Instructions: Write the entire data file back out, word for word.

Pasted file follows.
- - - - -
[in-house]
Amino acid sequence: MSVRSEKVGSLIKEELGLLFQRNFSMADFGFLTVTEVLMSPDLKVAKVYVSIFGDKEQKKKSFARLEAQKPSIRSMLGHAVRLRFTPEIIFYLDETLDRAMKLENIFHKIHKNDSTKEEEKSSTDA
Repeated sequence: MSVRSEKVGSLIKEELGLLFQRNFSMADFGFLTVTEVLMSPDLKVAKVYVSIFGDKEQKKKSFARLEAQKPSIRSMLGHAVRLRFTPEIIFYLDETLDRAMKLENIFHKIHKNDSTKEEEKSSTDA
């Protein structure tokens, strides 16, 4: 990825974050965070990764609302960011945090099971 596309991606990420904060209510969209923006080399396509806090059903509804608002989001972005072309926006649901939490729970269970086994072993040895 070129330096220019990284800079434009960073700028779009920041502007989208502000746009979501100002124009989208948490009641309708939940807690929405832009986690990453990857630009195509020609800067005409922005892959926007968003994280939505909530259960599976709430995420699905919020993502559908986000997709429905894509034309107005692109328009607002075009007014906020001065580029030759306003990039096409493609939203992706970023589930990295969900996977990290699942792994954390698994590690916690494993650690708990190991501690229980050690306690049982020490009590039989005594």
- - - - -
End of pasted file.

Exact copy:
[in-house]
Amino acid sequence: MSVRSEKVGSLIKEELGLLFQRNFSMADFGFLTVTEVLMSPDLKVAKVYVSIFGDKEQKKKSFARLEAQKPSIRSMLGHAVRLRFTPEIIFYLDETLDRAMKLENIFHKIHKNDSTKEEEKSSTDA
Repeated sequence: MSVRSEKVGSLIKEELGLLFQRNFSMADFGFLTVTEVLMSPDLKVAKVYVSIFGDKEQKKKSFARLEAQKPSIRSMLGHAVRLRFTPEIIFYLDETLDRAMKLENIFHKIHKNDSTKEEEKSSTDA
């Protein structure tokens, strides 16, 4: 990825974050965070990764609302960011945090099971 596309991606990420904060209510969209923006080399396509806090059903509804608002989001972005072309926006649901939490729970269970086994072993040895 070129330096220019990284800079434009960073700028779009920041502007989208502000746009979501100002124009989208948490009641309708939940807690929405832009986690990453990857630009195509020609800067005409922005892959926007968003994280939505909530259960599976709430995420699905919020993502559908986000997709429905894509034309107005692109328009607002075009007014906020001065580029030759306003990039096409493609939203992706970023589930990295969900996977990290699942792994954390698994590690916690494993650690708990190991501690229980050690306690049982020490009590039989005594």